I am trying to understand why a deadlock occurs in my database. The trace tells me that two updates on the same table are locking. In table is the first table to be written to in an transaction, only some read occur before. The updates/inserts are done in a batch manner. The key, which is also used to identify the row which is to be updated, is indexed with a b+-tree. This key also acts in other tables as a foreign key. In these other tables the foreign key is allowed to be null.

The application disallows parallel transactions containing possible conflicts.

Here is the head of the trace file:

Deadlock graph:
    ---------Blocker(s)--------  ---------Waiter(s)---------
Resource Name          process session holds waits  process session holds waits
TX-134b0012-3201376f        65     185     X             33     392           S
TX-13495007-50f092d1        33     392     X             65     185           S

session 185: DID 0001-0012-04533045 session 392: DID 0001-0023-03401G5A 
session 392: DID 0001-0023-03401G5A session 185: DID 0001-0012-04533045 

Rows waited on:
Session 588: no row
Session 497: no row

Can the insert of a null value in a table referencing the key as a foreign key cause some kind of table scan (don't think so)? Can a batch insert/update maybe cause bigger branches of an index to be locked? Maybe T1 gets some left branch of the tree and T2 a right branch, and now T1 wants to to insert/update a value in the right branch, but the right branch is still locked by T2 and T" then requests something from the left side? I have got no idea if and how multi granularity locking is implemented in Oracle, but it would be nice if someone could rule this out.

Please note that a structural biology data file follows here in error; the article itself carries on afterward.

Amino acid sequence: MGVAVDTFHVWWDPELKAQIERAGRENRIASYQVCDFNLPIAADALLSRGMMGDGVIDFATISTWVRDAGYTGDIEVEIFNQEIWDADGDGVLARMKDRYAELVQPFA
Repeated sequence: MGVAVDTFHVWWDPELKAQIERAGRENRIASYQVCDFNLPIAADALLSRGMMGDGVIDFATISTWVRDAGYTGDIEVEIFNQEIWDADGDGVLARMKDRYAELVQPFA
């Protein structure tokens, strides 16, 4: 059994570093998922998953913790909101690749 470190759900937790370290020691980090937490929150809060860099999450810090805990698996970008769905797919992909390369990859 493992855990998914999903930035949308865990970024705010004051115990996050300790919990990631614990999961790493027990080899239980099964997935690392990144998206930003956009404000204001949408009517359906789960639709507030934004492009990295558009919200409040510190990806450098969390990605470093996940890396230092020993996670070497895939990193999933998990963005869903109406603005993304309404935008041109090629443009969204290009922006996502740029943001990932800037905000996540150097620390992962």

Is there any possibility that Oracle allows deadlocks even if the transactions are 100% logically disjunct?

What could I be looking for? Is it some problem accessing the index?

P.S.: read committed is set.

1 Answer 1


Deadlocks in Oracle with logically disjoint transactions usually involve unindexed foreign keys:

There are two issues associated with unindexed foreign keys. The first is the fact that a table lock will result if you update the parent records primary key (very very unusual) or if you delete the parent record and the child's foreign key is not indexed.

Locks in Oracle are managed at the row level. Concurrent disjoint transactions should not interfere with one another. Unindexed foreign keys are an exception, since it can result in a complete TABLE LOCK.

You should get the SQL in the trace file of the deadlock and that should help you narrow down which table / foreign key is responsible for the lock. Once you know which table is affected by the deadlock, make sure that all foreign key references to this table are properly indexed. E.G in your example T2.t1_id should be indexed if it points to T1.t1_id.

Alternatively you could use Tom Kyte's script from the above link to determine if you have any unindexed foreign key.

If you're locked on inserts, it usually means that you're trying to insert rows that have the same values for a set of columns that are UNIQUE, for example:


session1> INSERT INTO T1 VALUES (1, NULL);
session2> INSERT INTO T1 VALUES (2, NULL);
session2> INSERT INTO T1 VALUES (1, NULL); -- <= this will wait on session1
session1> INSERT INTO T1 VALUES (2, NULL); -- <= Deadlock !

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